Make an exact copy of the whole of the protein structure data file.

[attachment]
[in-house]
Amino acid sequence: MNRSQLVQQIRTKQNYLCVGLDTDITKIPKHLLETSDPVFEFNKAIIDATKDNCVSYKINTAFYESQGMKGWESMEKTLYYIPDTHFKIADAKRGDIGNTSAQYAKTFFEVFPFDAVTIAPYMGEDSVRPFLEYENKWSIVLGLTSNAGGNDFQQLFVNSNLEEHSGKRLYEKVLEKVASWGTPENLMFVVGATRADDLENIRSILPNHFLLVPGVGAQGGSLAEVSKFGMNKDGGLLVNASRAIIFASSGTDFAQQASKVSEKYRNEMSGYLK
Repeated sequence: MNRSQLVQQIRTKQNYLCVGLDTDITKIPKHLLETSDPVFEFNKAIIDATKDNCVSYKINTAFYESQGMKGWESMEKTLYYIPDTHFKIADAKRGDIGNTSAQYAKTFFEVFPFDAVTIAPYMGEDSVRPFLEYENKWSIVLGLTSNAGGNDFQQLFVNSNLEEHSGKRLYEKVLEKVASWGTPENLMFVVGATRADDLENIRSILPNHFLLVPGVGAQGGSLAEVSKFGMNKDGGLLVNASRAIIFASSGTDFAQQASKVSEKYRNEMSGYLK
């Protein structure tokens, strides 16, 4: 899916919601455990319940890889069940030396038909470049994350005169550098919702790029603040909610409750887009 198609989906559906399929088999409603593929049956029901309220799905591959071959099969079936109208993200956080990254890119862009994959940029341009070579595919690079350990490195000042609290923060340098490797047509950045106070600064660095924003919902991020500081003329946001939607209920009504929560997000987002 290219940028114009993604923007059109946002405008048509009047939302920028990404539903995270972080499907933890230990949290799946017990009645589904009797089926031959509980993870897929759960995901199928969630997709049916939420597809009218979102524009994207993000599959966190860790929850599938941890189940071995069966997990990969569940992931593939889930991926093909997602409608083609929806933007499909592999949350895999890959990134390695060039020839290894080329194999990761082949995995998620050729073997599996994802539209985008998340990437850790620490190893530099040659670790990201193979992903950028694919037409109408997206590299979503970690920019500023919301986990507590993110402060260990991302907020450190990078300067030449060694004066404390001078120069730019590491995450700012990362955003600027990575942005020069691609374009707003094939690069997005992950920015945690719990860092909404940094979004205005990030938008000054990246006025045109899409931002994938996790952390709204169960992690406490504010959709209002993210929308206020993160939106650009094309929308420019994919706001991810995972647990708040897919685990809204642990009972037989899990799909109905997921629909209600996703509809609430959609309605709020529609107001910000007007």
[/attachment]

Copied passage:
[in-house]
Amino acid sequence: MNRSQLVQQIRTKQNYLCVGLDTDITKIPKHLLETSDPVFEFNKAIIDATKDNCVSYKINTAFYESQGMKGWESMEKTLYYIPDTHFKIADAKRGDIGNTSAQYAKTFFEVFPFDAVTIAPYMGEDSVRPFLEYENKWSIVLGLTSNAGGNDFQQLFVNSNLEEHSGKRLYEKVLEKVASWGTPENLMFVVGATRADDLENIRSILPNHFLLVPGVGAQGGSLAEVSKFGMNKDGGLLVNASRAIIFASSGTDFAQQASKVSEKYRNEMSGYLK
Repeated sequence: MNRSQLVQQIRTKQNYLCVGLDTDITKIPKHLLETSDPVFEFNKAIIDATKDNCVSYKINTAFYESQGMKGWESMEKTLYYIPDTHFKIADAKRGDIGNTSAQYAKTFFEVFPFDAVTIAPYMGEDSVRPFLEYENKWSIVLGLTSNAGGNDFQQLFVNSNLEEHSGKRLYEKVLEKVASWGTPENLMFVVGATRADDLENIRSILPNHFLLVPGVGAQGGSLAEVSKFGMNKDGGLLVNASRAIIFASSGTDFAQQASKVSEKYRNEMSGYLK
């Protein structure tokens, strides 16, 4: 899916919601455990319940890889069940030396038909470049994350005169550098919702790029603040909610409750887009 198609989906559906399929088999409603593929049956029901309220799905591959071959099969079936109208993200956080990254890119862009994959940029341009070579595919690079350990490195000042609290923060340098490797047509950045106070600064660095924003919902991020500081003329946001939607209920009504929560997000987002 290219940028114009993604923007059109946002405008048509009047939302920028990404539903995270972080499907933890230990949290799946017990009645589904009797089926031959509980993870897929759960995901199928969630997709049916939420597809009218979102524009994207993000599959966190860790929850599938941890189940071995069966997990990969569940992931593939889930991926093909997602409608083609929806933007499909592999949350895999890959990134390695060039020839290894080329194999990761082949995995998620050729073997599996994802539209985008998340990437850790620490190893530099040659670790990201193979992903950028694919037409109408997206590299979503970690920019500023919301986990507590993110402060260990991302907020450190990078300067030449060694004066404390001078120069730019590491995450700012990362955003600027990575942005020069691609374009707003094939690069997005992950920015945690719990860092909404940094979004205005990030938008000054990246006025045109899409931002994938996790952390709204169960992690406490504010959709209002993210929308206020993160939106650009094309929308420019994919706001991810995972647990708040897919685990809204642990009972037989899990799909109905997921629909209600996703509809609430959609309605709020529609107001910000007007």